The problem with the "victim-to-offender" discourse is that evidence for a causal link between the experience of child sexual abuse and adult perpetration of child sexual abuse is at best inconclusive (Crome, 2006; Teram et al., 2006), with much of the research purporting to provide evidence of causality dogged by methodological weaknesses or flaws (Cossins, 2000; Newcomb & Locke, 2001). Reliable research does suggest, however, that while certain childhood experiences, including neglect, lack of supervision and sexual abuse, are associated with an increased risk of becoming a perpetrator of child sexual abuse, the vast majority of male victim/survivors of child sexual abuse do not go on to become perpetrators (Glasser et al., 2001; Salter et al., 2003). In other words, while male victim/survivors might be at a higher risk of perpetrating child sexual abuse, the route from victim to offender is certainly not automatic and, indeed, occurs in only a small proportion of cases.

2. Fear of becoming abusers of their own children

Perhaps the most dominant theme to emerge from the literature is a fear on the part of male victim/survivors that they may sexually abuse their own children. Many such men speak of significant anguish associated with the birth of their children and relate that their fear of becoming a perpetrator has significantly and negatively influenced their relationships with their children.

There are different possible explanations for these fears. It is possible that these men have internalised and are reacting to the "victim-to-offender" discourse (described above). If they also experience disturbing memories and imagery of abuse in nightmares or flashbacks (as is common among victim/survivors of child sexual abuse [Spiegal, 2003]) this could reinforce their sense that they are irrecoverably damaged and likely to abuse their own children. It is also possible that some of these men may fear abusing their own children because they recognise in themselves a genuine potential or capacity for the perpetration of abusive behaviour. It is not possible from the available research to ascertain which of these explanations - or whether a combination of the explanations - is the most plausible account of the victim/survivors' fears of abusing their children.

3. The assertion of moral choice

There is a tendency for male victim/survivors to view sexual abuse perpetration as a moral issue and to assert that they made a decision, often early in their lives, to break any potential cycle of abuse. This finding supports the conceptual work of Alaggia and Millington (2008), who argued that a history of child abuse can lead to significant moral confusion, and one of the ways in which victim/survivors can overcome this confusion is to make moral resolutions - not to be like their parents or other significant adults, to treat their own children well, to end the cycle of abuse, and so on. Again, however, the limited nature of the research in this area makes it difficult to distinguish whether these assertions of choice are indeed a response to moral confusion, whether they reflect the influence of the "victim-to-offender" discourse, or whether they stem from the victim/survivor's awareness of his own propensity to perpetrate abuse.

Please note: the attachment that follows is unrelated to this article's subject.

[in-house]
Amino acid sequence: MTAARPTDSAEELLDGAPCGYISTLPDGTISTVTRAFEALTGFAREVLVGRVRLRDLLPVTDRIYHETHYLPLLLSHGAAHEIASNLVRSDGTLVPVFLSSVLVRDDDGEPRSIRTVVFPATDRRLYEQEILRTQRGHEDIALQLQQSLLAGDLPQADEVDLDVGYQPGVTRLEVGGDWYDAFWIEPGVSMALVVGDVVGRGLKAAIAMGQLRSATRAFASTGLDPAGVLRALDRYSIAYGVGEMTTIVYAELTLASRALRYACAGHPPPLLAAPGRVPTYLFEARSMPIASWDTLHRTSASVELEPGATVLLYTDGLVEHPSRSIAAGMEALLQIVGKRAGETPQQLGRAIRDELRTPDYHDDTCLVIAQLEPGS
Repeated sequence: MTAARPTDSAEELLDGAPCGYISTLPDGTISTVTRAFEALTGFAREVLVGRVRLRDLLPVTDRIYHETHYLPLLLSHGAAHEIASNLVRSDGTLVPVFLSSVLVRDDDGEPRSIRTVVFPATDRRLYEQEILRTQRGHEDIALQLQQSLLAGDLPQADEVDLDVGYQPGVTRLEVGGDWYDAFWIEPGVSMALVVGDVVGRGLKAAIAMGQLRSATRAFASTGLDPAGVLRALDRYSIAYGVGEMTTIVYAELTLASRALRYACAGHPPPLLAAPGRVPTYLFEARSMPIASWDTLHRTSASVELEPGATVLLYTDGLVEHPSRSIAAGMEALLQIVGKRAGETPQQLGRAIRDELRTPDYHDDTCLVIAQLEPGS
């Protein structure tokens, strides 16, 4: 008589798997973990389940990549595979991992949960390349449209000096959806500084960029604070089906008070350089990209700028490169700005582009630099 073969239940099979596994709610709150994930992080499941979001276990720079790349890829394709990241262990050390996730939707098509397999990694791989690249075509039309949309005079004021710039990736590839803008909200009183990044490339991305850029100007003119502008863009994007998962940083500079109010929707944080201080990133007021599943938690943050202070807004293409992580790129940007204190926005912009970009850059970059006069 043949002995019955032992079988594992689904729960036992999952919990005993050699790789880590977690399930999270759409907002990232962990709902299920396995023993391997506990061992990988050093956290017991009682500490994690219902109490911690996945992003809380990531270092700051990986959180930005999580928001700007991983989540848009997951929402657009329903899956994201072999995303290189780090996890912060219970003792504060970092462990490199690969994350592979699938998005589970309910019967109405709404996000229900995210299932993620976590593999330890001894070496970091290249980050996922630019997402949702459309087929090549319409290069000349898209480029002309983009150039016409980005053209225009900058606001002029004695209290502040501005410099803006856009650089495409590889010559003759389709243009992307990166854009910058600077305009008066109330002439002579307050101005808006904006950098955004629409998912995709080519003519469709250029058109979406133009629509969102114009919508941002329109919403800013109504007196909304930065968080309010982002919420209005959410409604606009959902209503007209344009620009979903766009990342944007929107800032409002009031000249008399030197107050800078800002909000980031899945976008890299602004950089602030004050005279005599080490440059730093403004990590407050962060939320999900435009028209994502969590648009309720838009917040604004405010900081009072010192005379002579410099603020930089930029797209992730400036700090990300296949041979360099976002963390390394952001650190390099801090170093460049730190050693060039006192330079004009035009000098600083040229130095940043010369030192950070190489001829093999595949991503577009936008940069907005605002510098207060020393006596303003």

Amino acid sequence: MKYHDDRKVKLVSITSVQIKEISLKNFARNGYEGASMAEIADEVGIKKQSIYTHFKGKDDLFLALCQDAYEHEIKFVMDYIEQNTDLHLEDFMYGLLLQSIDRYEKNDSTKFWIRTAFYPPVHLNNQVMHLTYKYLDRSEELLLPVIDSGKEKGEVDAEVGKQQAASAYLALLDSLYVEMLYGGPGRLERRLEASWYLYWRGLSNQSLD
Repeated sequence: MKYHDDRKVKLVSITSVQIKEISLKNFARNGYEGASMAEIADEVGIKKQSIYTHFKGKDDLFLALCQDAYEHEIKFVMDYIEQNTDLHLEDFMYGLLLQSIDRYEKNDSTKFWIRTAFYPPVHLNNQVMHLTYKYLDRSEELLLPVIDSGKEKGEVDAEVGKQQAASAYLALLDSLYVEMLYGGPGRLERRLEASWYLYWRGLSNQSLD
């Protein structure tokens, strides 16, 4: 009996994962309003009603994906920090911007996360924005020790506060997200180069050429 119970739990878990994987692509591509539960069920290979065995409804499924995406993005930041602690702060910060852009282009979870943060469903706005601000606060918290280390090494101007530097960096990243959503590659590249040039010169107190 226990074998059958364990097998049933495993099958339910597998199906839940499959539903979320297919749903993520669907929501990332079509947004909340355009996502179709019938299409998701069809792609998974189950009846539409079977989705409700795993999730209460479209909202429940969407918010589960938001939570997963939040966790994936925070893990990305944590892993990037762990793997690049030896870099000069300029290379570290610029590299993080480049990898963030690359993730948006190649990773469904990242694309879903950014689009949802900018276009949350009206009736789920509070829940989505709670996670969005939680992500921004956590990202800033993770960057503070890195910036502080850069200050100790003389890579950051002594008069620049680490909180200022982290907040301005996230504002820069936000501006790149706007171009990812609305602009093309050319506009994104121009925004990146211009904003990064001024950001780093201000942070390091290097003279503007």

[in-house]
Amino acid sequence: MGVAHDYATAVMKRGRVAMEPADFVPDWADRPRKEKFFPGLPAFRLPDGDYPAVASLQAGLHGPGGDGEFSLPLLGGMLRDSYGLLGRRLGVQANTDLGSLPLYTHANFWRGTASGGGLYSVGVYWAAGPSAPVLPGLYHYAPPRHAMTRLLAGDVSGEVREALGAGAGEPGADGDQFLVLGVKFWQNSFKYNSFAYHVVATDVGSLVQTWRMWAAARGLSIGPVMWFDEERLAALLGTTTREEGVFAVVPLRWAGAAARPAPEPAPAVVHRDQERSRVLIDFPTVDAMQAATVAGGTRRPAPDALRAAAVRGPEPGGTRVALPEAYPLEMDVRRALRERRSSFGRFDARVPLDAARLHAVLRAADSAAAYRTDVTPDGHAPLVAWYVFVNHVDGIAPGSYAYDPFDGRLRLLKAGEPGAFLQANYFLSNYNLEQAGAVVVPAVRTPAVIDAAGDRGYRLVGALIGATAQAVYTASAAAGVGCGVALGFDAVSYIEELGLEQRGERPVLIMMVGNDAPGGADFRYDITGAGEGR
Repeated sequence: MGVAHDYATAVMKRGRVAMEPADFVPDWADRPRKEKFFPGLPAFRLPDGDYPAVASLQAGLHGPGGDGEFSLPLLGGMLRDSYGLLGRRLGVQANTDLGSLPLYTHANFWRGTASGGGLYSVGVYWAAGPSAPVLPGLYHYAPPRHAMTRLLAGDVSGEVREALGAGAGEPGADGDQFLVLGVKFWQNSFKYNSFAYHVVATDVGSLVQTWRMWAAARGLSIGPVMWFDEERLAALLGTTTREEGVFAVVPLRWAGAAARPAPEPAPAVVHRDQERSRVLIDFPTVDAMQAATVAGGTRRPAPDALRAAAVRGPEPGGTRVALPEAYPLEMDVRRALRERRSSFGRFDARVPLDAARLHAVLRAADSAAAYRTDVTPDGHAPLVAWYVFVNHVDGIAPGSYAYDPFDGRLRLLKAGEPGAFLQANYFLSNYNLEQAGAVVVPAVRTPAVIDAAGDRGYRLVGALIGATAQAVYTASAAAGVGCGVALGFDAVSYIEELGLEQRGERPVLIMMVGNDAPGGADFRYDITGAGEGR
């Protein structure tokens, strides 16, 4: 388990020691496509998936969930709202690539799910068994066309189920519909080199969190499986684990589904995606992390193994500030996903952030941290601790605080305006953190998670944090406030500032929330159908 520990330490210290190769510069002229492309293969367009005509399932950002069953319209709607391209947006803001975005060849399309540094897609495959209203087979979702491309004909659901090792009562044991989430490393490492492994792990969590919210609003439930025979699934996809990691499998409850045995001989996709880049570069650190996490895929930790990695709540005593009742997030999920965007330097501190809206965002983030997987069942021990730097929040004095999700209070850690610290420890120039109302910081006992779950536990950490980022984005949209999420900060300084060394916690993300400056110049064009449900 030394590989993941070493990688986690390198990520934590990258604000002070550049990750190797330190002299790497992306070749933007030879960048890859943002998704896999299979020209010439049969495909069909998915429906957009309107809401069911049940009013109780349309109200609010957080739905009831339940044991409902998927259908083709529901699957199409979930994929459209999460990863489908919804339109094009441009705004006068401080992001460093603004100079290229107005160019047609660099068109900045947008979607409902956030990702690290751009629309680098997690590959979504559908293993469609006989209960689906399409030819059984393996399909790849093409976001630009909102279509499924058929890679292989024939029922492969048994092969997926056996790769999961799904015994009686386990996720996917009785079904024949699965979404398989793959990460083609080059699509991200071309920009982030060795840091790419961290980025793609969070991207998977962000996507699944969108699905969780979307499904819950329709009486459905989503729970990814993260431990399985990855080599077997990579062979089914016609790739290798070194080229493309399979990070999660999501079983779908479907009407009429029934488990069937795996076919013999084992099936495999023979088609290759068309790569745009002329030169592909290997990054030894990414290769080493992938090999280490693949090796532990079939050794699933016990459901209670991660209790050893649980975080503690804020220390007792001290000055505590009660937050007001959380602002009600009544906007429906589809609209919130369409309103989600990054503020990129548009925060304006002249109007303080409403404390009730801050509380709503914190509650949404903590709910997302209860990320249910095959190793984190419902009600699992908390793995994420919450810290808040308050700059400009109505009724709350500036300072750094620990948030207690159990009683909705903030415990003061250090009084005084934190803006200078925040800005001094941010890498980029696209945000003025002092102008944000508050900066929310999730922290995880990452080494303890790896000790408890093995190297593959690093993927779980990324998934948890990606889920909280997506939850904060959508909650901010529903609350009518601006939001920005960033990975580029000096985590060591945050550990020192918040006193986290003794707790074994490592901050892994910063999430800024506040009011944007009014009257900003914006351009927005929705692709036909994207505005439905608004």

4. Problems with physical contact and/or displays of affection with their children

Another dominant theme in the literature is victim/survivors' discomfort with touching or displaying affection with their children. Once again, it is difficult to ascertain the exact causes of this discomfort. In this case, however, the possible influence of another social factor is worth considering. That is, we live in an era in which the relationships and interactions between adult males and children are influenced by an increased awareness of the issue of child sexual abuse (Furedi, 2006; Hayes, 2008). Hayes contended that "concern over child sexual abuse has to some extent altered the nature of relationships and the behaviour of fathers and male members of extended families particularly" (p. 62). Similarly, there is generally heightened anxiety surrounding children's interactions with male professionals, such as teachers, sports coaches or carers (Hayes, 2008); anxiety that can encourage people to "regard others with the kind of suspicion that would have been rare just a few decades ago" (Furedi, 2006). It seems quite possible that, as a concomitant to an awareness of the "victim-to-offender" discourse, many male victim/survivors are keenly aware of the altered nature of adult male-child relationships, and this contributes to their problems relating in physical or affectionate ways with their children.

5. Overprotectiveness of their children

There is a tendency for some male victim/survivors to be overprotective of their children. As with the other themes, in this instance it is useful to look at the broader social factors that may be impacting on male victim/survivors' perceptions and experiences of fatherhood. Western post-industrial societies - such as Australia, the UK and the US - have become increasingly risk-averse (Beck, 1992; Furedi, 2006; Giddens, 1990). This has had a profound impact on children's lives and parenting norms and practices (Guldberg, 2009; Layard & Dunn, 2009), as Furedi (2006) explained:

It is in the sphere of children's lives that the institutionalization of caution has had the most far-reaching effect. During the past twenty years, concern with the safety of children has become a constant subject of discussion. Children are portrayed as permanently at risk of danger … Childhood activities such as roaming about the streets have become increasingly rare experiences. (p. 121)